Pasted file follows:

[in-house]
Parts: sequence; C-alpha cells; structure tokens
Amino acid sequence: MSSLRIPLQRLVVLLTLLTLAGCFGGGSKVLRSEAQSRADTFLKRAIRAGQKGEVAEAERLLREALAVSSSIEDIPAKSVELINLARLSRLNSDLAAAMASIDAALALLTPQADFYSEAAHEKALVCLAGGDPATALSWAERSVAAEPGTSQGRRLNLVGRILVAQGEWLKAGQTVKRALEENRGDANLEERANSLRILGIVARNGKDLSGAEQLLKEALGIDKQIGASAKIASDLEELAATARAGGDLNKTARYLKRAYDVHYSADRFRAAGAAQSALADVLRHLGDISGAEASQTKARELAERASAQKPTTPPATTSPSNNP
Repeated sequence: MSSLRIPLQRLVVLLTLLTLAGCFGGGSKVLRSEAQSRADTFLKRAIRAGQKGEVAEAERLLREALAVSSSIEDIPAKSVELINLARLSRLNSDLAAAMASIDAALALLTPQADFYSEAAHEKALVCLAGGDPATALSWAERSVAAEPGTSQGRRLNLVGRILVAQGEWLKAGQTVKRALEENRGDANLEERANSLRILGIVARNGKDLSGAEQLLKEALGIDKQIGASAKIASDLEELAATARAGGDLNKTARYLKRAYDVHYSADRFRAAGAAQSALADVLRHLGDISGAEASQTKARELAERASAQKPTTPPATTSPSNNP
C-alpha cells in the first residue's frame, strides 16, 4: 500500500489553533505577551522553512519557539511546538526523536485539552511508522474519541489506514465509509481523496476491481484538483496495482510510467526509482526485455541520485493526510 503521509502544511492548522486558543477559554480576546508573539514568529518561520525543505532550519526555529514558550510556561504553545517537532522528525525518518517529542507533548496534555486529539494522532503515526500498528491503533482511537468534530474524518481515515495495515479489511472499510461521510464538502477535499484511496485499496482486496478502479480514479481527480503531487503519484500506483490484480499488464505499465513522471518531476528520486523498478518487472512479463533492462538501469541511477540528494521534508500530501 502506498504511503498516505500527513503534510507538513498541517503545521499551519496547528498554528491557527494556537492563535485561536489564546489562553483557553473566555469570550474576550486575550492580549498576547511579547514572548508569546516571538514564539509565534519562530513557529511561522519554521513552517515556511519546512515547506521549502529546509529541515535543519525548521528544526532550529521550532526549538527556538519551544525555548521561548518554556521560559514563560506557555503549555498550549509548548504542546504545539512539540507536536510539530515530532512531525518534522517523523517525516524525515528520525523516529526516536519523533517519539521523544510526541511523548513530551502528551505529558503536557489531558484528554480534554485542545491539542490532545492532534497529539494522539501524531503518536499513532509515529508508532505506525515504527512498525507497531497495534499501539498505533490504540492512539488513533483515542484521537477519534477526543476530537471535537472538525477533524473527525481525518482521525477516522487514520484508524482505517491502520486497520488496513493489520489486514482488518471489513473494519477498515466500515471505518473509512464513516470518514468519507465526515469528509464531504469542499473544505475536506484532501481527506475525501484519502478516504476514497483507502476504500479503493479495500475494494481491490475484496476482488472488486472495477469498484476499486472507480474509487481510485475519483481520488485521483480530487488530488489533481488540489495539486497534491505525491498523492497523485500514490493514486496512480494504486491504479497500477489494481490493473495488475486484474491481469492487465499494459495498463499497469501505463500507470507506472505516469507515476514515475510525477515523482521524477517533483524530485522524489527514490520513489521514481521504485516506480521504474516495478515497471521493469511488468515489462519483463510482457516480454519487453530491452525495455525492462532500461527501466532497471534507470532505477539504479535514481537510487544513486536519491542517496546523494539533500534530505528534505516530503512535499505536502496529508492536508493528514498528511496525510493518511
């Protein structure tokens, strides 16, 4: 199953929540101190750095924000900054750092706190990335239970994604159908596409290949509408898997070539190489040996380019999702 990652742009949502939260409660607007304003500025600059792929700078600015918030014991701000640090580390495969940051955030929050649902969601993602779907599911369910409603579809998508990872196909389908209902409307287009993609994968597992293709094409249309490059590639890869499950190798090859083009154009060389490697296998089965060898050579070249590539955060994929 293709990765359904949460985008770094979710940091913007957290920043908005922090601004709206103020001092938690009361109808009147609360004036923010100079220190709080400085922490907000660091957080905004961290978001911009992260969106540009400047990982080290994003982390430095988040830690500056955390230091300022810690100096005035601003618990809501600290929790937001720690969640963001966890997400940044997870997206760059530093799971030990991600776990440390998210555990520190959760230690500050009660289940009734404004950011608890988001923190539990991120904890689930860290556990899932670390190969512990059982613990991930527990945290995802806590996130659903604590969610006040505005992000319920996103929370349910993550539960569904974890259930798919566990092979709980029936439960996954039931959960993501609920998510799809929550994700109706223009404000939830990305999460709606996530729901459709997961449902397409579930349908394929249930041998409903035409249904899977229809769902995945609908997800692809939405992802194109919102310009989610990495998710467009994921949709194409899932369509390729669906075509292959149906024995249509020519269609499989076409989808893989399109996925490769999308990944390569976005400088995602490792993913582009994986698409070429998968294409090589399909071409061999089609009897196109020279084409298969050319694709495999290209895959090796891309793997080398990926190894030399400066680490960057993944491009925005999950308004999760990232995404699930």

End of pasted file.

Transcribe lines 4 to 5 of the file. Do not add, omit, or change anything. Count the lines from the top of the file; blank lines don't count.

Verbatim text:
Repeated sequence: MSSLRIPLQRLVVLLTLLTLAGCFGGGSKVLRSEAQSRADTFLKRAIRAGQKGEVAEAERLLREALAVSSSIEDIPAKSVELINLARLSRLNSDLAAAMASIDAALALLTPQADFYSEAAHEKALVCLAGGDPATALSWAERSVAAEPGTSQGRRLNLVGRILVAQGEWLKAGQTVKRALEENRGDANLEERANSLRILGIVARNGKDLSGAEQLLKEALGIDKQIGASAKIASDLEELAATARAGGDLNKTARYLKRAYDVHYSADRFRAAGAAQSALADVLRHLGDISGAEASQTKARELAERASAQKPTTPPATTSPSNNP
C-alpha cells in the first residue's frame, strides 16, 4: 500500500489553533505577551522553512519557539511546538526523536485539552511508522474519541489506514465509509481523496476491481484538483496495482510510467526509482526485455541520485493526510 503521509502544511492548522486558543477559554480576546508573539514568529518561520525543505532550519526555529514558550510556561504553545517537532522528525525518518517529542507533548496534555486529539494522532503515526500498528491503533482511537468534530474524518481515515495495515479489511472499510461521510464538502477535499484511496485499496482486496478502479480514479481527480503531487503519484500506483490484480499488464505499465513522471518531476528520486523498478518487472512479463533492462538501469541511477540528494521534508500530501 502506498504511503498516505500527513503534510507538513498541517503545521499551519496547528498554528491557527494556537492563535485561536489564546489562553483557553473566555469570550474576550486575550492580549498576547511579547514572548508569546516571538514564539509565534519562530513557529511561522519554521513552517515556511519546512515547506521549502529546509529541515535543519525548521528544526532550529521550532526549538527556538519551544525555548521561548518554556521560559514563560506557555503549555498550549509548548504542546504545539512539540507536536510539530515530532512531525518534522517523523517525516524525515528520525523516529526516536519523533517519539521523544510526541511523548513530551502528551505529558503536557489531558484528554480534554485542545491539542490532545492532534497529539494522539501524531503518536499513532509515529508508532505506525515504527512498525507497531497495534499501539498505533490504540492512539488513533483515542484521537477519534477526543476530537471535537472538525477533524473527525481525518482521525477516522487514520484508524482505517491502520486497520488496513493489520489486514482488518471489513473494519477498515466500515471505518473509512464513516470518514468519507465526515469528509464531504469542499473544505475536506484532501481527506475525501484519502478516504476514497483507502476504500479503493479495500475494494481491490475484496476482488472488486472495477469498484476499486472507480474509487481510485475519483481520488485521483480530487488530488489533481488540489495539486497534491505525491498523492497523485500514490493514486496512480494504486491504479497500477489494481490493473495488475486484474491481469492487465499494459495498463499497469501505463500507470507506472505516469507515476514515475510525477515523482521524477517533483524530485522524489527514490520513489521514481521504485516506480521504474516495478515497471521493469511488468515489462519483463510482457516480454519487453530491452525495455525492462532500461527501466532497471534507470532505477539504479535514481537510487544513486536519491542517496546523494539533500534530505528534505516530503512535499505536502496529508492536508493528514498528511496525510493518511